The Cathedral of St. Philip - Atlanta, GA

Letters to a Young Episcopalian: #blessed

This letter is part of a series of fictional letters by Canon George Maxwell intended for Episcopalians young and old who wonder what it means to be faithful in the world today.

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Dear Anna,

I’m looking forward to seeing posts from your upcoming trip to Deer Valley. As I’m sure your grandmother has told you, we have fond memories of visiting relatives who lived near Park City. They were wonderful to us when we were your age.

It’s amazing how much the world has changed in such a short time. When we made our trips out west our parents might have gotten a letter or two, and sometimes after we were already home!

That you and I can continue in the rich tradition of writing these letters to each other having seen the same pictures and read the same articles online feels like a real blessing.

I’m glad you found Kate Bowler’s recent piece about her cancer diagnosis as powerful and thought provoking as I did. I was particularly moved by the moment Bowler described of a neighbor knocking on her door and telling her husband that everything happens for a reason. “I’d love to hear it,” he responded. “Pardon?” the neighbor replied. “I’d love to hear the reason my wife is dying,” he said.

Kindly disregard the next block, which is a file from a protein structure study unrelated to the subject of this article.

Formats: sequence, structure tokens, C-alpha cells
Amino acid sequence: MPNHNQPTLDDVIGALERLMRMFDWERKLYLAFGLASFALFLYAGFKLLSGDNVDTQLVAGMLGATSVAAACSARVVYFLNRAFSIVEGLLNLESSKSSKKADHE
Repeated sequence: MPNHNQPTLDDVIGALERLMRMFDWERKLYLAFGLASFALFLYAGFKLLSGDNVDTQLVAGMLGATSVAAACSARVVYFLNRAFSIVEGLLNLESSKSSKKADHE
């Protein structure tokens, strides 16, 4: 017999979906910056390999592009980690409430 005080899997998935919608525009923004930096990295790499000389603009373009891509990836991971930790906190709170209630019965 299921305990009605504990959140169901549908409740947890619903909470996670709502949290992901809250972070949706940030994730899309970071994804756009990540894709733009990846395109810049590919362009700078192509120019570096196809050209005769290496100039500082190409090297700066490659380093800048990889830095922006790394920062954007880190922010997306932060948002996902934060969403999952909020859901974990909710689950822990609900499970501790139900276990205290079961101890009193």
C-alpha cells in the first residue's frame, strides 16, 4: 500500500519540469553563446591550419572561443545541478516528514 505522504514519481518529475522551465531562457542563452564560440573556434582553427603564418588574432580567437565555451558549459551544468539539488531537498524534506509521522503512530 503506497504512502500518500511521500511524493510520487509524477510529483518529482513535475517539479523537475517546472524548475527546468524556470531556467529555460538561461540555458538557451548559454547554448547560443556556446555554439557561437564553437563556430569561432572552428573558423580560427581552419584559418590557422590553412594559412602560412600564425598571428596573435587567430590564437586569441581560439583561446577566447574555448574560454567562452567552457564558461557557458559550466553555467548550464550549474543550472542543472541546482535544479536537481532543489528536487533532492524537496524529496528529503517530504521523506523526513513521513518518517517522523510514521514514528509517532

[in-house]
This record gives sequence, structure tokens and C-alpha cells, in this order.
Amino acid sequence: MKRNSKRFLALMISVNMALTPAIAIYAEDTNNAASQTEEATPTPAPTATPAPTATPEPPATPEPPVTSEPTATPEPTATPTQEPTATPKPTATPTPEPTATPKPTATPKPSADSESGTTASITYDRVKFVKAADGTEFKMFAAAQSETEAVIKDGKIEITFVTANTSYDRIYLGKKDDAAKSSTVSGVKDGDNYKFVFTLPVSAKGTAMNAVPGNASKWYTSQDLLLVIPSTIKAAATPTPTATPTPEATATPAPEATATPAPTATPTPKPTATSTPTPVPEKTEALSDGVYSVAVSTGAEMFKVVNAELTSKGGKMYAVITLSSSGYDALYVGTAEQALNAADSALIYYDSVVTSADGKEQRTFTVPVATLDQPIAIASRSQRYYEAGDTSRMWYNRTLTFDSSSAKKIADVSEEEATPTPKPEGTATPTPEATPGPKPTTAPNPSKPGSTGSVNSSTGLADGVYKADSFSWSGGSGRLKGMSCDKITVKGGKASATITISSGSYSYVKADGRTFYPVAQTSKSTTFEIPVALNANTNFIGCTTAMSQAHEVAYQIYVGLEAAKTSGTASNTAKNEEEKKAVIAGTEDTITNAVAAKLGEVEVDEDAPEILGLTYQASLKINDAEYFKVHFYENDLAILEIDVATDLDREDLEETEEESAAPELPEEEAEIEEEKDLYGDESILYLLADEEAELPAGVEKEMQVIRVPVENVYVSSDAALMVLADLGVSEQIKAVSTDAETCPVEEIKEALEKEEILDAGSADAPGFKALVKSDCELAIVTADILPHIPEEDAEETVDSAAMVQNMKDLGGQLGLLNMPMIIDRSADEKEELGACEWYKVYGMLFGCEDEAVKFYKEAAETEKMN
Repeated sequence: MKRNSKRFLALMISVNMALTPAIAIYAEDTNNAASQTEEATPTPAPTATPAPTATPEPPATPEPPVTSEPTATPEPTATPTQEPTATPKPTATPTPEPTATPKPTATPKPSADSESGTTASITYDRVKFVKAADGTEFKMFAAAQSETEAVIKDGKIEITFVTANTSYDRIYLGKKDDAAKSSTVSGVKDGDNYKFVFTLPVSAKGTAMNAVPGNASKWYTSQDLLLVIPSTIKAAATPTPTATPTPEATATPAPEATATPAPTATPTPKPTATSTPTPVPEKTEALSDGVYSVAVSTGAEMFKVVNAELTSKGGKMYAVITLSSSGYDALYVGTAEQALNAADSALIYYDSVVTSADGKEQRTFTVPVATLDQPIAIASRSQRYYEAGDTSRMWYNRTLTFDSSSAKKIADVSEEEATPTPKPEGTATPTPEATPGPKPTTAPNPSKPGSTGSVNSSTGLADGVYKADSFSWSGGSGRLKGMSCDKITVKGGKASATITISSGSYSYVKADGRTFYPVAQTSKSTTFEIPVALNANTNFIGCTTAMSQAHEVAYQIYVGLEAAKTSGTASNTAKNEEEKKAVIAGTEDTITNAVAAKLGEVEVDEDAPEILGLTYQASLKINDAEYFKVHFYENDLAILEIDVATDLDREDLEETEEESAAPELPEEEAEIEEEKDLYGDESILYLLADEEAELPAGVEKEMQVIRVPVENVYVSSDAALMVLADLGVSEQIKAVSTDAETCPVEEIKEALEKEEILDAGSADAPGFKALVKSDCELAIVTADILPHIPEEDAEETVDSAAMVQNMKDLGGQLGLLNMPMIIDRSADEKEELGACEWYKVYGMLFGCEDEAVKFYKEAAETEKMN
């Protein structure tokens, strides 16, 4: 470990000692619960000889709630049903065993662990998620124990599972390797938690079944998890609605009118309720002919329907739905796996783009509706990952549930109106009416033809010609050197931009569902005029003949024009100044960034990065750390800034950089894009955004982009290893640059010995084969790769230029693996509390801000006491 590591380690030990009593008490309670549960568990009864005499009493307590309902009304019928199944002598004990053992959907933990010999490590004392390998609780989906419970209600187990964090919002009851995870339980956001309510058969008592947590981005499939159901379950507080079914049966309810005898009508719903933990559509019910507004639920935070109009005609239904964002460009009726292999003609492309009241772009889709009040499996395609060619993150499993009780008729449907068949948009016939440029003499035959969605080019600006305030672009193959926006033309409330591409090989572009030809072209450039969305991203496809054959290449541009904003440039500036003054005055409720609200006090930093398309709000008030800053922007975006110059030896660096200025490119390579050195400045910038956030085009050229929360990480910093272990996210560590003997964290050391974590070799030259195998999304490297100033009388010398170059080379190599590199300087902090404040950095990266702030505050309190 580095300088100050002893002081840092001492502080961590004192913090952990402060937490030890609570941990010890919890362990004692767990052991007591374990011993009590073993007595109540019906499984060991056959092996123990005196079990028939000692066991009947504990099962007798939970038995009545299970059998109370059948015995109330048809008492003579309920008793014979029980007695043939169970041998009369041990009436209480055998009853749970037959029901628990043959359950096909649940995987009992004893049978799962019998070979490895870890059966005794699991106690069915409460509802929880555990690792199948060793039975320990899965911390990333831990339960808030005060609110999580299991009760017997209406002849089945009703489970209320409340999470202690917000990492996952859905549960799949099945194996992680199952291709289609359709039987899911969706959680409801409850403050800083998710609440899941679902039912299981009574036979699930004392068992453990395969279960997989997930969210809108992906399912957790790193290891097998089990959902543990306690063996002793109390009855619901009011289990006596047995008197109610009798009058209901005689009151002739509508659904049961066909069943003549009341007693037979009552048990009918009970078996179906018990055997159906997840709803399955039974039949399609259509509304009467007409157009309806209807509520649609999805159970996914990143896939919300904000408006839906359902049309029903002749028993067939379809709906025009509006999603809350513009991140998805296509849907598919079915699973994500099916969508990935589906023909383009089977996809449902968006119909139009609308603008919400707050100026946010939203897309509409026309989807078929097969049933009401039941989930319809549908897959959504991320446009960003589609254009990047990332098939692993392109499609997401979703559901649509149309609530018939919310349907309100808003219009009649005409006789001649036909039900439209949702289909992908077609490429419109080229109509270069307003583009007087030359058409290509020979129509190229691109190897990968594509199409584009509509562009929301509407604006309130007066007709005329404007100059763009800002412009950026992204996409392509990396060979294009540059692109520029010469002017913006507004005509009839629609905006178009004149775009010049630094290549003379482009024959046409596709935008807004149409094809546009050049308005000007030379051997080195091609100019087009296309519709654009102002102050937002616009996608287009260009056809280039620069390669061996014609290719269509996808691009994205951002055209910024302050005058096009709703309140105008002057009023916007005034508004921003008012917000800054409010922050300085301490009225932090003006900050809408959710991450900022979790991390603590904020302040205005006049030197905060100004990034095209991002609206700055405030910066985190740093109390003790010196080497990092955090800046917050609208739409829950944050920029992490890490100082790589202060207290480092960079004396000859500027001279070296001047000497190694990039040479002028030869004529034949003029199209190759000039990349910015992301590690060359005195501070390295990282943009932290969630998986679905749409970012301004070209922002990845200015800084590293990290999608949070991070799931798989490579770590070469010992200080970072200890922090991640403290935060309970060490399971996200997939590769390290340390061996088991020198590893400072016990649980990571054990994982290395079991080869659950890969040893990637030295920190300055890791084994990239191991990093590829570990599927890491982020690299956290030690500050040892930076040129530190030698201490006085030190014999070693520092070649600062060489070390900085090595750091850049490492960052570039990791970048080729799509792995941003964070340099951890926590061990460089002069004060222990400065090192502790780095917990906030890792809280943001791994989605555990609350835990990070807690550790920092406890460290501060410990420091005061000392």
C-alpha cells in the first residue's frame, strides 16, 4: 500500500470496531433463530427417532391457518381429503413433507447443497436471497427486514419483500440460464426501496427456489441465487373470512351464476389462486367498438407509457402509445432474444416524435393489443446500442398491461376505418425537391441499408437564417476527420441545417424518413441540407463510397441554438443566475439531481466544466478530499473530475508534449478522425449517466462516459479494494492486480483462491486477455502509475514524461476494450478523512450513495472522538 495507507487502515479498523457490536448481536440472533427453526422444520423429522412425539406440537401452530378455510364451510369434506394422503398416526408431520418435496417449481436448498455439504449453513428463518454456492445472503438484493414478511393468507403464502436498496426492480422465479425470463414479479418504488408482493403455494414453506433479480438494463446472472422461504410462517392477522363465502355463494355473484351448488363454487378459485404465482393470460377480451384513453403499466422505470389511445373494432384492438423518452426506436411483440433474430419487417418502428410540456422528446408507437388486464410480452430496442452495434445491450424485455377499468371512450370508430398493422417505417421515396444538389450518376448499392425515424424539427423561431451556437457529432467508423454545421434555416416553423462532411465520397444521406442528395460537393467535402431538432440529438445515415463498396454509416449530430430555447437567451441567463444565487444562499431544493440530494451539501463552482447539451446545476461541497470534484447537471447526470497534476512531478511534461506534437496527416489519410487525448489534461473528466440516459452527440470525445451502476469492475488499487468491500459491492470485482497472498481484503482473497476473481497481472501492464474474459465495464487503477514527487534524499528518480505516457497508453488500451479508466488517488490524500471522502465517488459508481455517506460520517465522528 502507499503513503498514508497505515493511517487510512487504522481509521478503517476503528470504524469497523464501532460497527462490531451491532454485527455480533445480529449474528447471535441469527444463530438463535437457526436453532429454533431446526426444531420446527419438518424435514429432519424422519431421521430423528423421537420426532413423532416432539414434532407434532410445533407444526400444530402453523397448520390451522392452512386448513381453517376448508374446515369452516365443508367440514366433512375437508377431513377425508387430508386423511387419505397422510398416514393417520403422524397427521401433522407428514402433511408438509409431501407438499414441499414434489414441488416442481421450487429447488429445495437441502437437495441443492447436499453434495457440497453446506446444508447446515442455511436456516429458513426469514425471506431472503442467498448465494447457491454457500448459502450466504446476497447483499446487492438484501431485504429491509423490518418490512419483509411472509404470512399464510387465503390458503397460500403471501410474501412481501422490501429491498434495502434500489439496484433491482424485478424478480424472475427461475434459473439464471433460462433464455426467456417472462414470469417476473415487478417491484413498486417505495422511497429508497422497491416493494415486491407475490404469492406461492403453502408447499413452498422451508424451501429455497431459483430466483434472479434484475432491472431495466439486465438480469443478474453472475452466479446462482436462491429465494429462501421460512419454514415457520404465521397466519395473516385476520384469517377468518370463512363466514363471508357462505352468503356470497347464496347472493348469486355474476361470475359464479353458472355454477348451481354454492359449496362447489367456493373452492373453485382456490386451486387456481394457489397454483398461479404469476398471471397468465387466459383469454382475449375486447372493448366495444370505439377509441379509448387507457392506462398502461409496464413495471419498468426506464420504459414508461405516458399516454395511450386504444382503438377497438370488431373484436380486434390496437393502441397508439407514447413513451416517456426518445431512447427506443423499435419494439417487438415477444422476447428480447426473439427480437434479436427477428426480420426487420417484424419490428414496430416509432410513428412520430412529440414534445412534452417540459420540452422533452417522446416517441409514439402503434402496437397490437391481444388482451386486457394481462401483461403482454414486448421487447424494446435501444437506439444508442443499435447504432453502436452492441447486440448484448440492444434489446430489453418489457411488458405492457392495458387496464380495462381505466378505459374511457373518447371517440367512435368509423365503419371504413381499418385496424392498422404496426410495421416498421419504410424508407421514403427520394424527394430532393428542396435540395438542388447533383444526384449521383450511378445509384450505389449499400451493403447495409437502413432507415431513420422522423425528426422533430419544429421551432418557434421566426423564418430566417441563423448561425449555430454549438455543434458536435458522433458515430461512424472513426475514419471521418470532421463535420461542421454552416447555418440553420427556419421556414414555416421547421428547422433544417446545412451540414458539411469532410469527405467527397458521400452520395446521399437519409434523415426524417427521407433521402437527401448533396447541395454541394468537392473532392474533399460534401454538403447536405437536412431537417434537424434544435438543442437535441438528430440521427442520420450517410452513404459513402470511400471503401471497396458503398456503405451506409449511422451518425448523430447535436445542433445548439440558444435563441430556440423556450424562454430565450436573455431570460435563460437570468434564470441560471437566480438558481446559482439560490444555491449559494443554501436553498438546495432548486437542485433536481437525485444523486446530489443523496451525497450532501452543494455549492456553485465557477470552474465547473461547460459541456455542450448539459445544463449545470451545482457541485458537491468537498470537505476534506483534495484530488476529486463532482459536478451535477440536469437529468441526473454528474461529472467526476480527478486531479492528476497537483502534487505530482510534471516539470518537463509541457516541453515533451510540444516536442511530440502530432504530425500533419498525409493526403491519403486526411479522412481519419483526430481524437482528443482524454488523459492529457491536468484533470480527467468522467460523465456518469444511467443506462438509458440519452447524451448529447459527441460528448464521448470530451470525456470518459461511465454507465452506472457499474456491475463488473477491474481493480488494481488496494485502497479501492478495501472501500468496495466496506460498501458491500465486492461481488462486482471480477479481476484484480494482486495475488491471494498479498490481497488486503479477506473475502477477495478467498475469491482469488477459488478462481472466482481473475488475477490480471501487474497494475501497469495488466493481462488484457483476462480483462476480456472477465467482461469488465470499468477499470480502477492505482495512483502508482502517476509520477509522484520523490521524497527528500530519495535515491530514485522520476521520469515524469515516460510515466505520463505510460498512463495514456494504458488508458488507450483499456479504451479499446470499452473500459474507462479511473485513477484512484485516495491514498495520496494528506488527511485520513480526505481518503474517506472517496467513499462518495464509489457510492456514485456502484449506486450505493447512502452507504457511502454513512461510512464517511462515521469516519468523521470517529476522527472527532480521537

It is easy to slip into the belief that we deserve the privileges we enjoy. The illusion of control becomes most apparent when things fall apart. All of our attempts to explain evil and suffering as God’s will, the obvious corollary to explaining our relative privilege that way, simply separate us from God and each other at the very time when we need those connections the most.

So, I think you are on to something important when you say that seeing posts tagged #blessed makes you uncomfortable.

Blessed has become a Trojan Horse. It tricks us into thinking about God in the wrong way. It looks like we’re saying we have been given a gift, but it’s really code for claims that we deserve our blessings.

The strategy is successful because it relies on a partial truth. We do have some control over our lives. Positive thinking is a good thing, and real rewards often do require hard work. But, faith is not magic, and health and wealth are not things that we can manipulate God into giving us.

We are blessed, of course, but the appropriate response to God’s graciousness is gratitude, not pride. I didn’t deserve the hospitality of my cousins when we visited their farm any more than Professor Bowler deserved her cancer.

Expressing true gratitude on social media is tricky, but if anyone can figure out how to do it I’m sure it’s you.


Your affectionate uncle,